FIG. 2b illustrates what occurs during the first transfer of the field in the A register to the B register. This occurs, as already mentioned, during the vertical blanking time and at relatively high speed. During the transfer, the A register is not shuttered or masked in any other way. Therefore, the bright image remains focused on the substrate as the multiple phase voltages applied to the A and B registers transfer the charges from the A to the B register. During the transfer, the potential wells formerly in the region 20 of FIG. 1 pass beneath the bright image. While they do move at a relatively high speed, the bright image does cause a certain amount of charge signal to be produced and to accumulate in these potential wells. The greater the transfer speed, the fewer charges which will accumulate; however, the maximum speed at which the transfer can take place is limited by such factors as the capacitance and resistance of the charge transfer electrodes and other factors.

The result of the above is illustrated in FIG. 2b which shows the condition of the imager at the end of the first transfer time. The B register is storing the charge at 22b which was transferred from 22a of the A register. In the region 20b of the B register smear charge is present. This region 20b corresponds to the region 20 of FIG. 2a. There is also smear charge present in region 20a of the A register. Region 20a consists of potential wells moved under the bright image but which were not propagated sufficiently far to reach the B register.

After the first transfer illustrated in FIG. 2b, there is a second integration time which is not illustrated and then a transfer of the second field from the A to the B register. At the end of the second transfer, the situation is as depicted in FIG. 2c. The smear charge formerly at 20a (FIG. 2b) has been shifted to position 20aa and there is also smear charge in the region 24 for reasons similar to those just discussed in connection with 20a and 20b of FIG. 2b.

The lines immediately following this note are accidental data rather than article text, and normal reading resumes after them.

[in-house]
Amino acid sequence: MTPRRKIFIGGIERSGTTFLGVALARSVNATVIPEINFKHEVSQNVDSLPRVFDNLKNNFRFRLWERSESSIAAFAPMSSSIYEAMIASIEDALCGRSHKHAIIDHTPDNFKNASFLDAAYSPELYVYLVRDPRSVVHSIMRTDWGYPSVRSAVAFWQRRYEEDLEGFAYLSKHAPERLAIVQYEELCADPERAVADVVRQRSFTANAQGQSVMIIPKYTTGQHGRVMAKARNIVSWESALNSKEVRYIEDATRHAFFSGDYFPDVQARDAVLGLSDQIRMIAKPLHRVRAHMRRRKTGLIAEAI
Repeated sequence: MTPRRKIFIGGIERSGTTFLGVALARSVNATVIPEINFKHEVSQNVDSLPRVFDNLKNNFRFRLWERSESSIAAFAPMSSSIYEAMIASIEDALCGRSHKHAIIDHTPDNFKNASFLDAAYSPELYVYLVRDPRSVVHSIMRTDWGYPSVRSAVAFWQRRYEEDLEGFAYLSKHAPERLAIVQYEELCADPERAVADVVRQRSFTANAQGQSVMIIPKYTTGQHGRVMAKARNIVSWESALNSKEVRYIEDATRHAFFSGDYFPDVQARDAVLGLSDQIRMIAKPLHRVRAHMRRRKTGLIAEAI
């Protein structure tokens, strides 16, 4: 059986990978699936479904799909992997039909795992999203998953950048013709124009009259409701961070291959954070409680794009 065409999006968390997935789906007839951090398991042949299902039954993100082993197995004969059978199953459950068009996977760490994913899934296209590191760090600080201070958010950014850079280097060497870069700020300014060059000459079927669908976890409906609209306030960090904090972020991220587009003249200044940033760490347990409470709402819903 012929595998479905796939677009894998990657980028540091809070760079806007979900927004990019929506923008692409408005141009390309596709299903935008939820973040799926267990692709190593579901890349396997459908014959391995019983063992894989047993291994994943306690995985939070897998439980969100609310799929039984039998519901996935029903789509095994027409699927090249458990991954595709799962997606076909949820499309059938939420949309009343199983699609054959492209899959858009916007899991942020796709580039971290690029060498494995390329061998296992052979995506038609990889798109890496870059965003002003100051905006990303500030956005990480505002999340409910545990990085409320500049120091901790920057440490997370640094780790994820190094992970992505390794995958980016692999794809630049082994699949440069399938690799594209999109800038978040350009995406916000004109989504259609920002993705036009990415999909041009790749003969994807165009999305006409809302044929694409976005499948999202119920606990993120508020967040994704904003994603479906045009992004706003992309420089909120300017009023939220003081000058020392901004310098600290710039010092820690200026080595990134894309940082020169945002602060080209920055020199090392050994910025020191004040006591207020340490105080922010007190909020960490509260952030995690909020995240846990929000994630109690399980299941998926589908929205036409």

As already mentioned, the charge signals transferred to the B register are later shifted out, a row at a time, to the C register and the contents of the C register are then transferred serially out of the C register. The signals shifted out of the C register are video signals and they may be subsequently displayed on the screen of a kinescope. The display, after the first transfer, is shown in FIG. 3a. There is a bright image at 30 corresponding to the bright image which caused the charge pattern 22a of FIG. 2a and there is smear at 32 below the bright image. Note there that the optical system in the imager causes the image projected on to the imager to be an upside-down version of the original scene and the readout, bottom line first, followed by the reconstituting of the image on the kinescope screen starting at the top line first, turns the picture over again. This is the reason the smear 32 appears at the bottom in the displayed image and on the top (20b) of the B register in FIG. 2b. Note also that the assumption is made in the illustrations of FIG. 2 that the observer is facing the surface illuminated of the A register and that the C register is read out right-to-left.

The smear 32 manifests itself as illumination at a lower intensity than the image 30 but which can be sufficiently visible appreciably to affect picture quality. Even five to ten percent smear is noticeable and it is not unusual to have smear levels of thirty percent or more of the intensity of the image 30. The latter are especially disturbing.

The display of FIG. 3a occurs only once and ordinarily is not seen, as such, by the observer. Rather the latter sees the display of FIG. 3b which occurs at the field repetition rate. The display of FIG. 3b corresponds to the charge pattern stored in the B register as shown in FIG. 2c. Note there is smear in the reproduced image both below and above the bright region 30. The smear 32a below the image corresponds to the smear charge at 33 above the information charge 22b in FIG. 2c and the smear 34 (FIG. 3b) above the image corresponds to the smear charge 20aa (FIG. 2c) below 22b. The reason for the inversion already has been mentioned.

Smear may be substantially reduced according to the invention by employing an A register constructed in the manner shown in FIG. 4. This register is one which receives radiation through its back surface and, for purposes of illustration, it is shown as a three-phase operated register.